D.C. police prone to accidents, even though they aren’t allowed to conduct car chases 

Yesterday, The Examiner reported that Metropolitan Police Department’s police car fleet is prone to accidents. One in every two squad cars was involved in a crash just in 2009.

This startling news garnered a lot of public attention, getting linked at NBC, Washington City Paper, and even getting linked briefly at the Drudge Report.

You may attribute the news of D.C. police getting into wrecks to the glorification of car chases throughout the media, but the MPD is not allowed to partake in such romantic chase scenes.

The Examiner’s Harry Jaffe reported last year that after an MPD officer chased a criminal, he was threatened with termination. The charge – violation of an obscure police regulation that prevents MPD from chasing after bad guys called General Order 301.3.

General Order 301.3 is an MPD policy that prohibits cops from chasing suspects unless the suspect fleeing “poses an immediate threat of death” or had just committed a serious felony.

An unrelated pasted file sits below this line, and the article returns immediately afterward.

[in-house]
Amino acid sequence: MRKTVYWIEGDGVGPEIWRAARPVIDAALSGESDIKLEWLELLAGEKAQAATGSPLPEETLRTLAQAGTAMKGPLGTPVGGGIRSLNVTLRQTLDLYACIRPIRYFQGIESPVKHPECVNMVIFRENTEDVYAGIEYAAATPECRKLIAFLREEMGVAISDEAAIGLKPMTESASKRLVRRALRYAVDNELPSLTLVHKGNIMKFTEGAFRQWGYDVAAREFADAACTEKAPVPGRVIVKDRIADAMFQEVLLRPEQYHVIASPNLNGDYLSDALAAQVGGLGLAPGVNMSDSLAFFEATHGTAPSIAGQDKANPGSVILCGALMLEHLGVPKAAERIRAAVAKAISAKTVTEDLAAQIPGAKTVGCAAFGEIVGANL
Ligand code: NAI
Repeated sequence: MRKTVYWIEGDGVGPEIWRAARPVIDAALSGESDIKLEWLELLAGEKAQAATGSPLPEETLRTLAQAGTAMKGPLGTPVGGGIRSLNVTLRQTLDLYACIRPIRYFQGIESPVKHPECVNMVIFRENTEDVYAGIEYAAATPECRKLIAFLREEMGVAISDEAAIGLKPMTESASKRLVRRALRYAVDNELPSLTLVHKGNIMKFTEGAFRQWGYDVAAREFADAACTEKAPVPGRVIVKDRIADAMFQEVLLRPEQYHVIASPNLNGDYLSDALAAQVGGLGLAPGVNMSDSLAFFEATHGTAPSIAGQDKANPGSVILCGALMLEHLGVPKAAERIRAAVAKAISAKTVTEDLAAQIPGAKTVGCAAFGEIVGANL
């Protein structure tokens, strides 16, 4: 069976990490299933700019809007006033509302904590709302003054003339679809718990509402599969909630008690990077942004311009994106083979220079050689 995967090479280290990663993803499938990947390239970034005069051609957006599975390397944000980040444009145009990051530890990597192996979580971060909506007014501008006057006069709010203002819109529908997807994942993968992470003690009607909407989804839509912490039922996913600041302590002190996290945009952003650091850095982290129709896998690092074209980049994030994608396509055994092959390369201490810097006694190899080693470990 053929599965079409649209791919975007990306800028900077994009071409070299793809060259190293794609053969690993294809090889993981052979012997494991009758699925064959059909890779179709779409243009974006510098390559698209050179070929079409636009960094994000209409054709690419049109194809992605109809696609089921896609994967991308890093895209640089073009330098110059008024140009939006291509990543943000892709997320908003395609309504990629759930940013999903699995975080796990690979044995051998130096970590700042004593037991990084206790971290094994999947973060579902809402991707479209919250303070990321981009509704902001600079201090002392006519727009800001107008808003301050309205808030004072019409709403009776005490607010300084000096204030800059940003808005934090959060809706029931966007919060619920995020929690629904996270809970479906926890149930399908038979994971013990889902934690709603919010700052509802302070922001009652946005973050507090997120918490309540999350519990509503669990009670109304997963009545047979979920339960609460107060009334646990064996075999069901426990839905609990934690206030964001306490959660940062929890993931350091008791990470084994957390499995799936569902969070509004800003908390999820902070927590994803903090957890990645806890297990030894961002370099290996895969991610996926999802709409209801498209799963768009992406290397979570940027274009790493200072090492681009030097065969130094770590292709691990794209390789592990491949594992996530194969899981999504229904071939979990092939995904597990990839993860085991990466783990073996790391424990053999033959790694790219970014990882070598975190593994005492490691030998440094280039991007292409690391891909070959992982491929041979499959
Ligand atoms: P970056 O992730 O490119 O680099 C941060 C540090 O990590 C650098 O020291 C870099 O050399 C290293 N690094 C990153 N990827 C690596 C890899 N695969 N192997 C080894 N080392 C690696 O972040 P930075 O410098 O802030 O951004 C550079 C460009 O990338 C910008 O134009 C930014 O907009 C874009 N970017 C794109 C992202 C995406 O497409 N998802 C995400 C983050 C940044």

In other words, if the D.C. police pulls someone over for a minor misdemeanor, and they speed away, the police cannot give chase – and if they do, they risk termination.

So if you were thinking that D.C. police were wrecking their cars in Lethal Weapon-esque chase scenes, think again.

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Evan Gassman

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